Ordinance on Demonetisation Supersedes PM Modi’s Promise: AG to SC

The apex court was responding to grievances by those who were unable to deposit notes due to ‘genuine’ reasons.

2 min read

The Supreme Court on Tuesday asked the Centre to consider creating new categories of people who can be allowed to deposit old notes banned during the demonetisation exercise.

The apex court asked the Centre to respond within two weeks and explain the reason if it decides not to create such categories.

A bench led by Chief Justice of India JS Khehar, Justice DY Chandrachud, and Justice Sanjay Kishan Kaul, said the court can later pass the orders to allow deposit of old notes, if needed. The next hearing is scheduled for 11 April.

The apex court was responding to a batch of petitioners who said they were unable to deposit banned notes within the deadline due to “genuine” reasons, and now face the risk of prosecution.


The deadline to deposit demonetised notes was 30 December 2016. Those who were abroad between 8 November and 30 December were given time until 31 March, and non-resident Indians till 30 June to deposit the banned notes at select branches of the Reserve Bank of India (RBI).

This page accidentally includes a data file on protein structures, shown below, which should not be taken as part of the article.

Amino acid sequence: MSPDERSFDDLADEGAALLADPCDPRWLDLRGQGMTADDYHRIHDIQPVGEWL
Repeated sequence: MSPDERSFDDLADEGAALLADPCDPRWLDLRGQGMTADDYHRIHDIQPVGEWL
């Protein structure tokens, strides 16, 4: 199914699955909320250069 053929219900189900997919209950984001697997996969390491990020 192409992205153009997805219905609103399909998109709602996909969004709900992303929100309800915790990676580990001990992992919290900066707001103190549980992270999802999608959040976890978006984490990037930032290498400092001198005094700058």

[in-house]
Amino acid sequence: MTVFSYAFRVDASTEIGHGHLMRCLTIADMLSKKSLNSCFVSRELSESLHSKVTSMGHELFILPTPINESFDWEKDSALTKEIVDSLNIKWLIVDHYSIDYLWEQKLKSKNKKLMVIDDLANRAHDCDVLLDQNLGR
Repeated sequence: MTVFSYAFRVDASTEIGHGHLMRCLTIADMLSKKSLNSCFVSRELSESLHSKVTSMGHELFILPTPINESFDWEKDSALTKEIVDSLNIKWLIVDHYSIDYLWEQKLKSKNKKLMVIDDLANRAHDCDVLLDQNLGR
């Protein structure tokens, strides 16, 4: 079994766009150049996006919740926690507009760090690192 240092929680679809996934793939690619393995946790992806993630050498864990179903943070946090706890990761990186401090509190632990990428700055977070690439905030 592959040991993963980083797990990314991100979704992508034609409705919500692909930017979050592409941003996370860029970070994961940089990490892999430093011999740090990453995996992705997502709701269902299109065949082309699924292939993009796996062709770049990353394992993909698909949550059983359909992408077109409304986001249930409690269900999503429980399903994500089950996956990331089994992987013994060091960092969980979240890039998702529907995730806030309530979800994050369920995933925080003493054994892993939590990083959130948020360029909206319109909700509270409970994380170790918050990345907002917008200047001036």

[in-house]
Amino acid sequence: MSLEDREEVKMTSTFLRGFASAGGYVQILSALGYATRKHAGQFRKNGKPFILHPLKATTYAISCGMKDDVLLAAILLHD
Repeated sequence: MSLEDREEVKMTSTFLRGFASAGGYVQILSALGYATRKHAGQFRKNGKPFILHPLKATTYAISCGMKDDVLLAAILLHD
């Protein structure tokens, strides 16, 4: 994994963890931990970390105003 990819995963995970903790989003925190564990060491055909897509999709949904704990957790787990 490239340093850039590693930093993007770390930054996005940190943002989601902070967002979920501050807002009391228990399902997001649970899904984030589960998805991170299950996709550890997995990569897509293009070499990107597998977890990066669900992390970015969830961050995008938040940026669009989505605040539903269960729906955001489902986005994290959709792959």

The court had on 6 March sought responses from the Centre and the RBI as to why demonetised notes were not accepted till 31 March, as was promised.

According to petitioners, Prime Minister Narendra Modi while announcing demonetisation had said those who failed to deposit the notes by 30 December would be given more time. The government’s notification issued on 8 November also promised more time after the deadline.

During the hearing on Tuesday, Attorney General of India Mukul Rohatgi said the 30 December 2016 ordinance was the final word in the matter, superseding the Prime Minister’s speech and the notification. The ordinance gave time until 31 March to only those who were abroad during the 50-day period from 8 November to 30 December.

The apex court observed that the ordinance was promulgated on the very last day (30 December) without any prior notice to the public. The AG countered by saying that it is formulation of a law, and a notice was not necessary.

After the government scrapped old Rs 500 and Rs 1,000 notes on 8 November 2016, rules regarding their exchange and deposit were changed several times.

On 31 December, the RBI had designated its five offices – Mumbai, New Delhi, Chennai, Kolkata, and Nagpur – to exchange invalid currency notes beyond the 50-day demonetisation period.

(The story was first published on BloombergQuint.)

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